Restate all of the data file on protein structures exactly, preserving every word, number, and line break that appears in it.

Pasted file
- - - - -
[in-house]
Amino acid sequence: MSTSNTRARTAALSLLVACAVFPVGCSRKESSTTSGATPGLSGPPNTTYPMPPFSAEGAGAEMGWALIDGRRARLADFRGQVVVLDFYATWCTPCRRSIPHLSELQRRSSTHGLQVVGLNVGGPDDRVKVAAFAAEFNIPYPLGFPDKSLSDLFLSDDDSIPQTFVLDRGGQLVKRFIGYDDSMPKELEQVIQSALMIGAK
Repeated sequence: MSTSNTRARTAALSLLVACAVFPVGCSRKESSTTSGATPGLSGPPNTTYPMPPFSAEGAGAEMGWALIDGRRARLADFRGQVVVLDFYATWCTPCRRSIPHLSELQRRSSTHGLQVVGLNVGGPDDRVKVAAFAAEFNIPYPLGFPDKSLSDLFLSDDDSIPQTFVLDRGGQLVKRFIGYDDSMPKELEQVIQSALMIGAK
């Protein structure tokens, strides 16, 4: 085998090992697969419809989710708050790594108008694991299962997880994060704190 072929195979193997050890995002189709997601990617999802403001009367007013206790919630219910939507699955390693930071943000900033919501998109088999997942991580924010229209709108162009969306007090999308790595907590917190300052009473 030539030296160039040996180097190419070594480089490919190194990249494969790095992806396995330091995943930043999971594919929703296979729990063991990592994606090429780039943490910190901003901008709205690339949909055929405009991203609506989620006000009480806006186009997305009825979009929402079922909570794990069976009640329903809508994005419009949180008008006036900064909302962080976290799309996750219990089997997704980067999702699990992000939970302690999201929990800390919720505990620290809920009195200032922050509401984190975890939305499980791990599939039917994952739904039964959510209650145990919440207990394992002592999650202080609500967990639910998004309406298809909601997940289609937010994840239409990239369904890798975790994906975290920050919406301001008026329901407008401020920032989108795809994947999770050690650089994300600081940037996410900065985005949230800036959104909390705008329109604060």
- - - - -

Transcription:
[in-house]
Amino acid sequence: MSTSNTRARTAALSLLVACAVFPVGCSRKESSTTSGATPGLSGPPNTTYPMPPFSAEGAGAEMGWALIDGRRARLADFRGQVVVLDFYATWCTPCRRSIPHLSELQRRSSTHGLQVVGLNVGGPDDRVKVAAFAAEFNIPYPLGFPDKSLSDLFLSDDDSIPQTFVLDRGGQLVKRFIGYDDSMPKELEQVIQSALMIGAK
Repeated sequence: MSTSNTRARTAALSLLVACAVFPVGCSRKESSTTSGATPGLSGPPNTTYPMPPFSAEGAGAEMGWALIDGRRARLADFRGQVVVLDFYATWCTPCRRSIPHLSELQRRSSTHGLQVVGLNVGGPDDRVKVAAFAAEFNIPYPLGFPDKSLSDLFLSDDDSIPQTFVLDRGGQLVKRFIGYDDSMPKELEQVIQSALMIGAK
């Protein structure tokens, strides 16, 4: 085998090992697969419809989710708050790594108008694991299962997880994060704190 072929195979193997050890995002189709997601990617999802403001009367007013206790919630219910939507699955390693930071943000900033919501998109088999997942991580924010229209709108162009969306007090999308790595907590917190300052009473 030539030296160039040996180097190419070594480089490919190194990249494969790095992806396995330091995943930043999971594919929703296979729990063991990592994606090429780039943490910190901003901008709205690339949909055929405009991203609506989620006000009480806006186009997305009825979009929402079922909570794990069976009640329903809508994005419009949180008008006036900064909302962080976290799309996750219990089997997704980067999702699990992000939970302690999201929990800390919720505990620290809920009195200032922050509401984190975890939305499980791990599939039917994952739904039964959510209650145990919440207990394992002592999650202080609500967990639910998004309406298809909601997940289609937010994840239409990239369904890798975790994906975290920050919406301001008026329901407008401020920032989108795809994947999770050690650089994300600081940037996410900065985005949230800036959104909390705008329109604060």